Days after it said it wouldn’t release the report from an investigation of its handling of repeated sexual assaults in high schools, the School Board announced several staffing and procedural changes in response to the scandal that attracted nationwide attention.
Chief Human Resources Officer Lisa Boland was announced as the new interim Title IX coordinator.
In a statement sent by division spokesman Wayde Byard, the administration said it has taken “additional appropriate personnel actions after consultation with the School Board.”
The statement said the division has “created a more robust process for alternative school placements to better serve students who may pose a safety risk to themselves or others.”
Additionally, administrators took mandatory training on reporting of disciplinary data to the Department of Education. Ongoing mandatory training will be provided to all school administrators to ensure staff members know how to handle harassment and assault.
The statement also outlines other steps that are planned, including making revisions to the Memorandum of Understanding with the Sheriff’s Office to better coordinate investigations and reporting. It said the division will hire a full-time Title IX coordinator and an investigative staff for reported violations of Title IX. There will be a senior administration-level review of every potential harassment and discrimination claim made over the past year to ensure Title IX processes were followed.
The statement said that the School Board will regularly update the public on the progress of the initiatives during meetings.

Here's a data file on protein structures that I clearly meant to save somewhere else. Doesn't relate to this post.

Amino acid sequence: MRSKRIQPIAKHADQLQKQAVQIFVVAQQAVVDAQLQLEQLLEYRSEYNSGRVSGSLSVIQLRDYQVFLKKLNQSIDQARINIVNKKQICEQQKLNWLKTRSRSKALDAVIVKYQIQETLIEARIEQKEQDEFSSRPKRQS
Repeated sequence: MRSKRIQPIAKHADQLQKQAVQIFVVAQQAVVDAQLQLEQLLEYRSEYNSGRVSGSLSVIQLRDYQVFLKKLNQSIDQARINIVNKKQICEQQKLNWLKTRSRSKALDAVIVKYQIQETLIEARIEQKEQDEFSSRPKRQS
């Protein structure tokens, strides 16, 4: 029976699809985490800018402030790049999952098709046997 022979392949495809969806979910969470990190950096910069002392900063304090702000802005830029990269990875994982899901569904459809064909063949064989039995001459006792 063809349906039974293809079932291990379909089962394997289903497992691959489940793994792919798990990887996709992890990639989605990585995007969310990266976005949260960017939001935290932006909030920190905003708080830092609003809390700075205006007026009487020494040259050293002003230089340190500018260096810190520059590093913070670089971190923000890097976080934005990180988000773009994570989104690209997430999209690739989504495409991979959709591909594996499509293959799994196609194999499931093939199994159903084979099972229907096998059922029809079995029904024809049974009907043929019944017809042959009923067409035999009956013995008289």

The statement also doubled down on the division’s refusal to release the findings of the investigation conducted by the law firm Blankingship & Keith, P.C. after a student charged with sexually assaulting a student in a high school was transferred to another high school where he sexually assaulted a second student. It said that the privacy of the families involved must be protected and that national interest in the investigation would “preclude any chance of allowing the families to heal and move forward with dignity.”
This week, the assailant sentenced to supervised probation in a residential facility until he is 18 years old. He is also required to register as a sex offender for life. Superintendent Scott Ziegler previously blamed shortcomings of Title IX protocols as the reason assailant was allowed to transfer schools following the first assault.
Although privacy is the reason cited for not releasing the report, the division will not share the findings, even with names and identifiable information redacted.
“As a Board, we take these issues seriously. We seek ongoing engagement from the Loudoun County Public Schools community as we move forward to ensure our Division has the processes and accountability measures in place to protect the health, safety and well-being of our students,” the statement reads.